La Voz: The gravity of a phone call from a past lover – who left with no explanation – can be a soul-searching encounter. Consuelo Hozapifel takes the audience along on an emotional journey into the life and soul of a women waiting alone in her room for just such a call. The La Voz container is located on Plaza Waddington in Playa Ancha, with performances from March 24 to 26 at 7 and 9 p.m., and March 27 at 7 p.m. CP$2,000 per ticket.
Salome: Based on Oscar Wilde’s legendary play of Biblical lust and temptation, this interpretation of Salome offers commanding performances from all the actors. Salome can be found on Cerro Florida on Plaza Mena, with performances March 22 and 23 at 9 p.m., March 25 and 26 at 7 and 9 p.m., and March 27 at 7 p.m. CP$2,000 per ticket.
Ticket: One of art’s greatest uses is as a method of coming to terms with the past, and the documentary theater play Ticket tackles just that. History, fear, darkness, light, and hope all come together under a metal roof. Experience this heady play at Playa San Mateo from March 24 to March 26. Shows start at 9 p.m. and 10:30 p.m. CP$2,000 per ticket.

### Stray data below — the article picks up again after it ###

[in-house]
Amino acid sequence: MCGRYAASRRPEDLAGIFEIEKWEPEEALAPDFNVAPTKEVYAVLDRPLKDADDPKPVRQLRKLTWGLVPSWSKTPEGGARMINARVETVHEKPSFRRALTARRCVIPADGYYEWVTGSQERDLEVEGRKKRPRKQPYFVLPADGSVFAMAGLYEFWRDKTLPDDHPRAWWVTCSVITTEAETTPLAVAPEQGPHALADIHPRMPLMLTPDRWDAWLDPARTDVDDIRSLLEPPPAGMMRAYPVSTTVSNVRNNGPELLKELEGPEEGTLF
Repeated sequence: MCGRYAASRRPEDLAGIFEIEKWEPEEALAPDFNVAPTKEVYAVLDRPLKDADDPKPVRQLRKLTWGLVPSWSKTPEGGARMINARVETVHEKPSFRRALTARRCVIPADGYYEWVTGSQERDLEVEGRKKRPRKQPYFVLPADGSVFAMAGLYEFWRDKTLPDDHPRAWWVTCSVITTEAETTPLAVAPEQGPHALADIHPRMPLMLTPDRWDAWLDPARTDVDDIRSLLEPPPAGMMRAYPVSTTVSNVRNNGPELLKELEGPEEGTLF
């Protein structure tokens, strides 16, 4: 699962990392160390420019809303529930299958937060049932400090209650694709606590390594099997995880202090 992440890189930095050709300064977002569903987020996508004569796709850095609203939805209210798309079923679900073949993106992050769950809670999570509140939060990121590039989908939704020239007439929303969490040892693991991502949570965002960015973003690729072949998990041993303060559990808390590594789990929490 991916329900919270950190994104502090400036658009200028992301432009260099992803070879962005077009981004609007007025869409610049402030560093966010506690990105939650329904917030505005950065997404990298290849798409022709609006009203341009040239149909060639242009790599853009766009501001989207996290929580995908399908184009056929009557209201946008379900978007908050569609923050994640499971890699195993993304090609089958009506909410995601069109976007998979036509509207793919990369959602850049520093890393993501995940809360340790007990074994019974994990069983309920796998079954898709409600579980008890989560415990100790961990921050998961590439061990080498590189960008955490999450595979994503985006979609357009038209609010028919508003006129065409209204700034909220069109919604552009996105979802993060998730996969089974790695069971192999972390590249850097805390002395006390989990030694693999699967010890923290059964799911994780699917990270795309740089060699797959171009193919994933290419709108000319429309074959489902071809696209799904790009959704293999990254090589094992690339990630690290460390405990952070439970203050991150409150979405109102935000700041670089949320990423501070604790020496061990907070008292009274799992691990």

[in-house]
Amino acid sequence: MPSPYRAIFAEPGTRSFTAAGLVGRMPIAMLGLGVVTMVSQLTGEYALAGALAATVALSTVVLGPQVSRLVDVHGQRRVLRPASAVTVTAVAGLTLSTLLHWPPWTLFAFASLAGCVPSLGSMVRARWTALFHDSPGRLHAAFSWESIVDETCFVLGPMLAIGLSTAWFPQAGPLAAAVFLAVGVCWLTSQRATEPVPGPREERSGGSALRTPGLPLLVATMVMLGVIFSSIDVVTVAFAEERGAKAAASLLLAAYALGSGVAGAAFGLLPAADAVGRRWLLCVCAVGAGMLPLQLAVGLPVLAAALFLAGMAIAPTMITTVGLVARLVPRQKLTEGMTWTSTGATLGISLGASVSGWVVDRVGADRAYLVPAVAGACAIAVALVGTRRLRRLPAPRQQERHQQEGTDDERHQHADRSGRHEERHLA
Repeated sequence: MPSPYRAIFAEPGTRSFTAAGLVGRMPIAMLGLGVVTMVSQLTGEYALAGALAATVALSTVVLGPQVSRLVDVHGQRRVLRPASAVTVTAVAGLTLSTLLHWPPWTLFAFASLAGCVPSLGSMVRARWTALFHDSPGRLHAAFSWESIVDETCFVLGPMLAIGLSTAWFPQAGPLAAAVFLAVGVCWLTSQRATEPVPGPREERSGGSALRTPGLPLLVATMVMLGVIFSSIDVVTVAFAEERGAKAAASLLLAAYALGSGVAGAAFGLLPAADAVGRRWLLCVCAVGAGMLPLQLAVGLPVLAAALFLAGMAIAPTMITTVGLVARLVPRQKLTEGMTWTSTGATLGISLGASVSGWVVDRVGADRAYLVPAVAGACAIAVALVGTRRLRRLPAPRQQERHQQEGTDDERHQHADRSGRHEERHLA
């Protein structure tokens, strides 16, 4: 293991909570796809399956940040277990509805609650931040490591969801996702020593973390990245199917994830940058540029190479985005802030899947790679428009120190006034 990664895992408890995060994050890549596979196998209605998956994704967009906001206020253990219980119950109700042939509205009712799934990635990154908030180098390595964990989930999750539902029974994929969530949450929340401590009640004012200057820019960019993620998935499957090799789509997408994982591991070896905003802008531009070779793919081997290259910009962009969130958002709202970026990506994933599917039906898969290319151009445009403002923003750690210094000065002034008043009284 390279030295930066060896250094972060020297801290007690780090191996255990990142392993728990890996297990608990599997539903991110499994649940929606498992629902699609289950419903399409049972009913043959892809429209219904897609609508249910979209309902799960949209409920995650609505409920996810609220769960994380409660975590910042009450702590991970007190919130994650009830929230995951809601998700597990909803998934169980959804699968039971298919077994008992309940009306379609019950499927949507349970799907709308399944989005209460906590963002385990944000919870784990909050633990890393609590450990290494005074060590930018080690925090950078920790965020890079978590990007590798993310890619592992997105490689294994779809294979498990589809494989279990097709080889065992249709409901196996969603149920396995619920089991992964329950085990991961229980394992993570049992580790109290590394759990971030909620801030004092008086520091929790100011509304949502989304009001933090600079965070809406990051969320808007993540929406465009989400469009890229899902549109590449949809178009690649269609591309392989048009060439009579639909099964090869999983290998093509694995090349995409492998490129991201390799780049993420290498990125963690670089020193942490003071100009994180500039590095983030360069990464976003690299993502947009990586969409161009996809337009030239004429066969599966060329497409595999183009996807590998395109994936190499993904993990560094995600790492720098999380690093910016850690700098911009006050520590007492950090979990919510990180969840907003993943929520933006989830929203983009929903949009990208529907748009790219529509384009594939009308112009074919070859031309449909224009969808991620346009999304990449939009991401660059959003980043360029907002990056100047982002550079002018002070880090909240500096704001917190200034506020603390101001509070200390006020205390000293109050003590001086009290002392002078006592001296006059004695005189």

C. Lambe Lambe: Try this one on for size. Enjoy charming miniature plays created with the use of puppets and boxes by El Teatro Lambe. A workshop will also be held to involve kids in the creation of a show. March 25 to 27, at 4 p.m. and 8 p.m., Cerro Cordillera. Free.
La Caverna: Part of what makes a city unique is the people that live there and their stories. Since their creation in 2012, the Teatro del Fuego has been collecting stories from Valparaiso’s inhabitants and visitors, and they present the story of the creation of this “library” for the festival. Held at Plaza O’Higgins at 8 p.m. from March 23 to 27. Free.
Photo courtesy https://www.instagram.com/festivalteatrocontainer/